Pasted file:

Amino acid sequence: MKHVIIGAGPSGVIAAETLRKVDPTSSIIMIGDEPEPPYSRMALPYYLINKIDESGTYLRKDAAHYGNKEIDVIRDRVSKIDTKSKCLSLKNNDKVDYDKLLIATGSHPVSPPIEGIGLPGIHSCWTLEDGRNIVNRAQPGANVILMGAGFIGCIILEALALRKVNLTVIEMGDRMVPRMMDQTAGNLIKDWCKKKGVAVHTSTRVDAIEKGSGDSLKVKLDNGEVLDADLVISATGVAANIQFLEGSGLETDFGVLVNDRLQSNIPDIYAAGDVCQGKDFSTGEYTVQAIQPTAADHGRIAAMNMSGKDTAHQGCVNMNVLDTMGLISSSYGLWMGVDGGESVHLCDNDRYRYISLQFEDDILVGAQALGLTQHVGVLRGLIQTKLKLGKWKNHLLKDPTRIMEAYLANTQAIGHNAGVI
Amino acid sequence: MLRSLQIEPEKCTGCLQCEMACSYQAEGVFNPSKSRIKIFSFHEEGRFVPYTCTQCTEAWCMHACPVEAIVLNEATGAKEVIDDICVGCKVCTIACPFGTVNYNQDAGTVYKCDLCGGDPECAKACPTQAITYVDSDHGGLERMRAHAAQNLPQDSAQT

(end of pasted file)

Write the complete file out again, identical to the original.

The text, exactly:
Amino acid sequence: MKHVIIGAGPSGVIAAETLRKVDPTSSIIMIGDEPEPPYSRMALPYYLINKIDESGTYLRKDAAHYGNKEIDVIRDRVSKIDTKSKCLSLKNNDKVDYDKLLIATGSHPVSPPIEGIGLPGIHSCWTLEDGRNIVNRAQPGANVILMGAGFIGCIILEALALRKVNLTVIEMGDRMVPRMMDQTAGNLIKDWCKKKGVAVHTSTRVDAIEKGSGDSLKVKLDNGEVLDADLVISATGVAANIQFLEGSGLETDFGVLVNDRLQSNIPDIYAAGDVCQGKDFSTGEYTVQAIQPTAADHGRIAAMNMSGKDTAHQGCVNMNVLDTMGLISSSYGLWMGVDGGESVHLCDNDRYRYISLQFEDDILVGAQALGLTQHVGVLRGLIQTKLKLGKWKNHLLKDPTRIMEAYLANTQAIGHNAGVI
Amino acid sequence: MLRSLQIEPEKCTGCLQCEMACSYQAEGVFNPSKSRIKIFSFHEEGRFVPYTCTQCTEAWCMHACPVEAIVLNEATGAKEVIDDICVGCKVCTIACPFGTVNYNQDAGTVYKCDLCGGDPECAKACPTQAITYVDSDHGGLERMRAHAAQNLPQDSAQT